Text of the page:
Double Dose: Breast Cancer and Environmental Exposures; Another Report Debunks Abstinence Only Programs; Mental Health and Insurance Coverage; and What if Roe Fell?

By Christine Cupaiuolo — November 10, 2007

Linking Breast Cancer and Environmental Exposures: The Breast Cancer and Environment Research Centers (BCERC), a project jointly funded by the National Institute of Environmental Health Sciences and the National Cancer Institute to study the impact of prenatal-to-adult environmental exposures that may predispose a woman to breast cancer, held its fourth annual symposium on Cincinnati this week. Here’s a peek at the program.

Frank Biro, director of the adolescent medicine division at Cincinnati Children’s Hospital Medical Center who is heading up a federally funded study looking at the link between chemicals called endocrine disruptors and breast cancer, told the Cincinnati Enquirer: “Most breast cancer is sporadic; it’s not inherited. Looking at the hereditary issues only accounts for 25 to 30 percent of breast cancers … Something else is going on, and that something else is probably going to be environmental in some way, or maybe an interaction between environmental factors and genetics.”

Plus: Lucinda Marshall looks at media coverage of breast cancer in the wake of the Global Summit on Breast Cancer.

Yet Another Study Proves Congress Wrong: The National Campaign to Prevent Teen and Unplanned Pregnancy released a report (PDF) this week that found abstinence-only programs do not reduce the rates of teen pregnancy or sexually transmitted disease. As Amie Newman writes, “How many studies, reports and polls do we need until we can finally shove abstinence-only programs in a box and hide them away in that scary hall closet that houses everything under the sun?”

Here’s a summary of key findings (PDF) compiled by the Guttmacher Institute. The ACLU, in a statement, said, the study “provides strong evidence that it is time for the federal government to support comprehensive sex education programs.”

Clinic Buffer Zone Increased: “The Massachusetts legislature gave final approval Thursday to a bill that requires protesters to stand at least 35 feet from clinics that offer abortions,” reports The New York Times. “The bill, which Gov. Deval L. Patrick is expected to sign next week, will be the nation’s strictest state law establishing fixed zones that protesters cannot enter around those reproductive health clinics that offer abortions.”

Authorities said the current law, which was enacted in 2000, was difficult to enforce — it prohibits protesters from going within 6 feet of a person in an 18-foot zone outside a clinic’s doors. The Times also notes that the country’s largest fixed buffer zone, 36 feet, is in effect in — wait for it — Melbourne, Fla.

Plus: The Center for Reproductive Rights answers the question “What if Roe fell?” with a look at the laws in each state that would go into effect.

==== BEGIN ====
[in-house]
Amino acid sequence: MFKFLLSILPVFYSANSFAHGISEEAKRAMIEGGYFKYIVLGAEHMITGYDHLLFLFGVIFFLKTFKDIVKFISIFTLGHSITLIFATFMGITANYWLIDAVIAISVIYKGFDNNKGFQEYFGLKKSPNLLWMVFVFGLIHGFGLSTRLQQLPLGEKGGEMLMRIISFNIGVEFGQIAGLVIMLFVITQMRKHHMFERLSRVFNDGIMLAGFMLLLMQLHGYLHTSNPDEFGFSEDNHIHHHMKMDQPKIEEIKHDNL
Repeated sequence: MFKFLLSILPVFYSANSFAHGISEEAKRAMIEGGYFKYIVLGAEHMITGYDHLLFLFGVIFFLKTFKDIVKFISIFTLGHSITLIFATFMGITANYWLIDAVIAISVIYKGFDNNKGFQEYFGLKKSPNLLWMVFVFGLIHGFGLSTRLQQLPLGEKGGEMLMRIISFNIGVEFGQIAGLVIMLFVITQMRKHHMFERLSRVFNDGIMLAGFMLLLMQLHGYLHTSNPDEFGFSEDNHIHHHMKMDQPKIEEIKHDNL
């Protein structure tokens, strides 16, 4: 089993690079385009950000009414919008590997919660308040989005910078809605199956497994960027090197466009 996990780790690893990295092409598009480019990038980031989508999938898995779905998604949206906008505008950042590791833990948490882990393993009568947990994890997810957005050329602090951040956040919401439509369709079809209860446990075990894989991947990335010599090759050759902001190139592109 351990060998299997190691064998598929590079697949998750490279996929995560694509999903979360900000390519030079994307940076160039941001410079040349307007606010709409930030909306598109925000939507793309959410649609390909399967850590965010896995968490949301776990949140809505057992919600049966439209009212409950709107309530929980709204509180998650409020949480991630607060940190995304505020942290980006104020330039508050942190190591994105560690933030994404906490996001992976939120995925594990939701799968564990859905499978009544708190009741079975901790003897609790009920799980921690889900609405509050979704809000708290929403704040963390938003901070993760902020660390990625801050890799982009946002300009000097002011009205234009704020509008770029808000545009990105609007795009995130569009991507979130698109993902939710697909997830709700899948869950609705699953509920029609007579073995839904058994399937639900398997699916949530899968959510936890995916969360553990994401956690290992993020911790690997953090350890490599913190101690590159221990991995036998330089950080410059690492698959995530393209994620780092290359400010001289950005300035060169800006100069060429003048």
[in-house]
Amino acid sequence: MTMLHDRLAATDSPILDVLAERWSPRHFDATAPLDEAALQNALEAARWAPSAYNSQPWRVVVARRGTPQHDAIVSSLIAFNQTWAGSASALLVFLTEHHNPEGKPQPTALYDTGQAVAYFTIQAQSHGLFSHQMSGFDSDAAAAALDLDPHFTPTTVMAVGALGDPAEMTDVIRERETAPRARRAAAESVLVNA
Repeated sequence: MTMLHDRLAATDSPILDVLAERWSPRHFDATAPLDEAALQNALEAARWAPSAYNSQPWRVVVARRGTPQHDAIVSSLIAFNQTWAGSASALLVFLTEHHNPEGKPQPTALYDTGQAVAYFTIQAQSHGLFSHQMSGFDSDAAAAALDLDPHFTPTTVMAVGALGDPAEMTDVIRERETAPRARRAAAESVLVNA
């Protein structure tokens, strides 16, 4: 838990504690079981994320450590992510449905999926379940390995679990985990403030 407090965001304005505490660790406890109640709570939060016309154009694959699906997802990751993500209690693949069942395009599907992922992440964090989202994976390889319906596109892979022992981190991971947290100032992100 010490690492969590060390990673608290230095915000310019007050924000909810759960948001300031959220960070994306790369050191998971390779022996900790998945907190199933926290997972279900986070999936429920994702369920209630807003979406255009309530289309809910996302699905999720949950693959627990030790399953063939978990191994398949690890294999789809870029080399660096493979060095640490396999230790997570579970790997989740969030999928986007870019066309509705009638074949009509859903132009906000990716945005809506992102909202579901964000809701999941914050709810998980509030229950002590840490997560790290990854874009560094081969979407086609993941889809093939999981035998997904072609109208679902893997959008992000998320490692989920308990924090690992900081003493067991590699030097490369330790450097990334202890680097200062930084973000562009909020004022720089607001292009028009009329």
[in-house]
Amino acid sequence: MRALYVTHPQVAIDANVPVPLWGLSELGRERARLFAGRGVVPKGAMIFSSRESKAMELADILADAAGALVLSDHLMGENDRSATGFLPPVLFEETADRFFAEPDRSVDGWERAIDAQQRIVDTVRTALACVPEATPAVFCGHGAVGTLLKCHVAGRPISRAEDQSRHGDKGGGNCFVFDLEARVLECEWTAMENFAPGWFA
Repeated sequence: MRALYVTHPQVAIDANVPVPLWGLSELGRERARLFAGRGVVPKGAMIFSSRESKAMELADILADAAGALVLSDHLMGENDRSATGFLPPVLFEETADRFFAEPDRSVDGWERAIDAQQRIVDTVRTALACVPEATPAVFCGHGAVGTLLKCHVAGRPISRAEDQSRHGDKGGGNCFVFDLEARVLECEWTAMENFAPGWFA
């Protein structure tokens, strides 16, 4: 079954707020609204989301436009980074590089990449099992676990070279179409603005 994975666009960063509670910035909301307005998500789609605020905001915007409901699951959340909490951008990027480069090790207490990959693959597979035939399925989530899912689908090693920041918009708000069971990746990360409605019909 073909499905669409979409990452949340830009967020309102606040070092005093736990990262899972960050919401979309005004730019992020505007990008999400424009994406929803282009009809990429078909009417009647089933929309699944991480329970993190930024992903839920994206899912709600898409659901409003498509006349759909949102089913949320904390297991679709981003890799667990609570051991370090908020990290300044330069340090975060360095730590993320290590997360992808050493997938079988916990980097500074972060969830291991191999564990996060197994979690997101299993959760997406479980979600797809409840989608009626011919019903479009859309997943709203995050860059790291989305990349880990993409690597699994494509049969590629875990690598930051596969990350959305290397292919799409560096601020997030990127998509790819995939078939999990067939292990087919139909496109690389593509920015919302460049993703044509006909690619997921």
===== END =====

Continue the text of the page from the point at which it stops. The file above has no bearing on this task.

Mental Health Q&A: Ever wonder why mental health benefits are less generous than insurance benefits for other conditions? The Washington Post has a Q&A column on equal coverage and other issues related to mental health coverage.

The Weight Debate: According to a new study published in the Journal of the American Medical Association, as reported in the Washington Post, “Being overweight boosts the risk of dying from diabetes and kidney disease but not cancer or heart disease, and carrying some extra pounds actually appears to protect against a host of other causes of death.”

Plus: Researchers at the University of California, San Diego School of Medicine have found that inflammation, not obesity, causes insulin resistance.

Did You Hear the One About …: Jokes about blondes and women drivers are not just harmless fun and games, according to a research project led by a Western Carolina University psychology professor. The article, “More Than Just a Joke: The Prejudice-Releasing Function of Sexist Humor,” is scheduled for publication in the February issue of the journal Personality and Social Psychology Bulletin.

“Our research demonstrates that exposure to sexist humor can create conditions that allow men — especially those who have antagonistic attitudes toward women — to express those attitudes in their behavior,” said Thomas E. Ford, a faculty member in the psychology department at WCU. “The acceptance of sexist humor leads men to believe that sexist behavior falls within the bounds of social acceptability.”

Revisiting the Prairie: The Washington Post runs an occasional series in which book critic Jonathan Yardley reconsiders notable and/or neglected books from the past. This time around: the “Little House” series by Laura Ingalls Wilder. “What surprises me a bit in thinking back to my own reaction to these books as a boy is that it seems to have made no difference at all that girls, not boys, were at the center of these stories,” writes Yardley.

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